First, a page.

- Stock cam, clutch, flywheel, crank/rods/pistons
The numbers-matching M10 came out earlier this year. It had a 38/38 and (maybe?) a not-stock camshaft, but it seemed a little tired - slightly low compression, was burning a little oil, and had an "upgraded" 228mm flywheel. All of this made it really sluggish and unfun:
The car has other weird things:
- Front and rear seats from an Acura Integra
- Produces sunflower seed husks from nearly every opening (mice?)
- Not real belt trim, chromy tape
- Wiper fluid reservoir removed and some strange plumbing valve that can close off coolant to the heater core. Which doesn't leak. Yet.
So last winter I purchased a donor '76 car from a nice guy up in central PA.
My buddy and I got the motor out right quick.
I was able to keep some other parts: door internals, dash parts, entire steering column, five 13" steelies, etc.
The plan was to use the '76 motor with the transmission from the '75. Because scope creep, I replaced the clutch, surfaced the flywheel, replaced the pilot bearing (terrible, terrible job, ended up having to grind it out with a Dremel) and had a little adventure (that I won't go in to here - see my forum post about this) dealing with the Getrag 4-speed being stuck in reverse, which included me having to open the thing up and deal with it.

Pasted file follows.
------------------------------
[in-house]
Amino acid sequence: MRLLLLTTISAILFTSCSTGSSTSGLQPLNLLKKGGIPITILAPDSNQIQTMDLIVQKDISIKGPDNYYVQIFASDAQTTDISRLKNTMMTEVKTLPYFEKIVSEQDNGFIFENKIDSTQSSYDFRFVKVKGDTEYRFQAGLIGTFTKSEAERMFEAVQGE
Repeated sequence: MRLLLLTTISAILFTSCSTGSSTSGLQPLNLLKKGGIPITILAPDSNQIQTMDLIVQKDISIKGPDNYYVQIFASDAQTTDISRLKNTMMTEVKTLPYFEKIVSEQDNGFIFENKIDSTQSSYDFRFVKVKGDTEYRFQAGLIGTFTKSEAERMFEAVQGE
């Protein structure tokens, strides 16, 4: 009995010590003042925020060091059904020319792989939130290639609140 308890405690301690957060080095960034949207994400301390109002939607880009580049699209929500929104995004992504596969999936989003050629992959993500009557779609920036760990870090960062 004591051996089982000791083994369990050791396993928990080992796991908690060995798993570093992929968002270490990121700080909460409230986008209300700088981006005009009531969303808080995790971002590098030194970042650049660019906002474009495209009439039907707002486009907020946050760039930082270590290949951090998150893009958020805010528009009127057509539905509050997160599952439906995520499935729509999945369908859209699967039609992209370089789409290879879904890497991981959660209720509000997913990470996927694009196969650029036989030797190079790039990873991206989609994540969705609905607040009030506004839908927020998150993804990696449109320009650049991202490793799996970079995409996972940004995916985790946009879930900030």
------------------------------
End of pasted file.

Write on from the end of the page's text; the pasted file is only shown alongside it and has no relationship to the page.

Yeeeah. Ended (mostly) really well, though - went back together fine, got a filled with MTL, and shifts like silk. Leaks a little bit though, and it's not the seals, so i'm afraid the paper gasket isn't sealing right. I can't seem to find the leak. May not matter though because of what's about to happen next.